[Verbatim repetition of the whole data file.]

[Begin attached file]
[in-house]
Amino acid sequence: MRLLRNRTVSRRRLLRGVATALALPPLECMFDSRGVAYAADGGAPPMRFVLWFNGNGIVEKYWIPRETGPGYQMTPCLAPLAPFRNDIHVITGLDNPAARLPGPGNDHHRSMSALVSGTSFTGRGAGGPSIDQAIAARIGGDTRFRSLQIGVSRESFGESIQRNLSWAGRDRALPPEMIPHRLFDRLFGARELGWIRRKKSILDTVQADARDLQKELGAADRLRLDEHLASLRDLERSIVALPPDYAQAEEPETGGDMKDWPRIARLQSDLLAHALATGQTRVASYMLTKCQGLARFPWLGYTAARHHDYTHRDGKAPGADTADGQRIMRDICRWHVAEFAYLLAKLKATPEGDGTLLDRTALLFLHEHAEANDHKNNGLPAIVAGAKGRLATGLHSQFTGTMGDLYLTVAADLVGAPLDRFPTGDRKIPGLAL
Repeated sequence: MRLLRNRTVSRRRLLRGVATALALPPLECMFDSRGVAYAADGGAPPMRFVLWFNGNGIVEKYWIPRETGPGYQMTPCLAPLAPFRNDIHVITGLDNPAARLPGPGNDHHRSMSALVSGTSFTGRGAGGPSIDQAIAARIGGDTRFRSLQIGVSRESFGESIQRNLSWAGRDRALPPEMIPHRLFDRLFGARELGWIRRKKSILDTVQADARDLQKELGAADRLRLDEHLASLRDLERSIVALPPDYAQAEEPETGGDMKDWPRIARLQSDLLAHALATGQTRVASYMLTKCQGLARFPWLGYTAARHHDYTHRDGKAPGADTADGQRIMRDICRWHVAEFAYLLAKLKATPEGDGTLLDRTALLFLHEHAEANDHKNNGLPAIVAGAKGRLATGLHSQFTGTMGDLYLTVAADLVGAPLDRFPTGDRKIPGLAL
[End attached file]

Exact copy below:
[in-house]
Amino acid sequence: MRLLRNRTVSRRRLLRGVATALALPPLECMFDSRGVAYAADGGAPPMRFVLWFNGNGIVEKYWIPRETGPGYQMTPCLAPLAPFRNDIHVITGLDNPAARLPGPGNDHHRSMSALVSGTSFTGRGAGGPSIDQAIAARIGGDTRFRSLQIGVSRESFGESIQRNLSWAGRDRALPPEMIPHRLFDRLFGARELGWIRRKKSILDTVQADARDLQKELGAADRLRLDEHLASLRDLERSIVALPPDYAQAEEPETGGDMKDWPRIARLQSDLLAHALATGQTRVASYMLTKCQGLARFPWLGYTAARHHDYTHRDGKAPGADTADGQRIMRDICRWHVAEFAYLLAKLKATPEGDGTLLDRTALLFLHEHAEANDHKNNGLPAIVAGAKGRLATGLHSQFTGTMGDLYLTVAADLVGAPLDRFPTGDRKIPGLAL
Repeated sequence: MRLLRNRTVSRRRLLRGVATALALPPLECMFDSRGVAYAADGGAPPMRFVLWFNGNGIVEKYWIPRETGPGYQMTPCLAPLAPFRNDIHVITGLDNPAARLPGPGNDHHRSMSALVSGTSFTGRGAGGPSIDQAIAARIGGDTRFRSLQIGVSRESFGESIQRNLSWAGRDRALPPEMIPHRLFDRLFGARELGWIRRKKSILDTVQADARDLQKELGAADRLRLDEHLASLRDLERSIVALPPDYAQAEEPETGGDMKDWPRIARLQSDLLAHALATGQTRVASYMLTKCQGLARFPWLGYTAARHHDYTHRDGKAPGADTADGQRIMRDICRWHVAEFAYLLAKLKATPEGDGTLLDRTALLFLHEHAEANDHKNNGLPAIVAGAKGRLATGLHSQFTGTMGDLYLTVAADLVGAPLDRFPTGDRKIPGLAL